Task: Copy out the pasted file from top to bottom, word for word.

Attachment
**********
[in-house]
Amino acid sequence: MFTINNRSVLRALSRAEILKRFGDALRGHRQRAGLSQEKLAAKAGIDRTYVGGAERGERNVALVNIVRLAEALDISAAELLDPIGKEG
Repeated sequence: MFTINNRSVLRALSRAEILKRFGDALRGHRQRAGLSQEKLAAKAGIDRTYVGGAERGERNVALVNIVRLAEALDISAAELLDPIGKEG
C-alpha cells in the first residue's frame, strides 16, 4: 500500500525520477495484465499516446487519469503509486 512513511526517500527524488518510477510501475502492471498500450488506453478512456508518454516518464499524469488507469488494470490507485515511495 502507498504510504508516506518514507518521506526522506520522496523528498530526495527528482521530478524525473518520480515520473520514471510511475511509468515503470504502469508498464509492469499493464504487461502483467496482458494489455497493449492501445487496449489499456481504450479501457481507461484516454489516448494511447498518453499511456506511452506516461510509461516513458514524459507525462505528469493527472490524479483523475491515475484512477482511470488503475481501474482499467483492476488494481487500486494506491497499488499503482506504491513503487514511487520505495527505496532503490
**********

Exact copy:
[in-house]
Amino acid sequence: MFTINNRSVLRALSRAEILKRFGDALRGHRQRAGLSQEKLAAKAGIDRTYVGGAERGERNVALVNIVRLAEALDISAAELLDPIGKEG
Repeated sequence: MFTINNRSVLRALSRAEILKRFGDALRGHRQRAGLSQEKLAAKAGIDRTYVGGAERGERNVALVNIVRLAEALDISAAELLDPIGKEG
C-alpha cells in the first residue's frame, strides 16, 4: 500500500525520477495484465499516446487519469503509486 512513511526517500527524488518510477510501475502492471498500450488506453478512456508518454516518464499524469488507469488494470490507485515511495 502507498504510504508516506518514507518521506526522506520522496523528498530526495527528482521530478524525473518520480515520473520514471510511475511509468515503470504502469508498464509492469499493464504487461502483467496482458494489455497493449492501445487496449489499456481504450479501457481507461484516454489516448494511447498518453499511456506511452506516461510509461516513458514524459507525462505528469493527472490524479483523475491515475484512477482511470488503475481501474482499467483492476488494481487500486494506491497499488499503482506504491513503487514511487520505495527505496532503490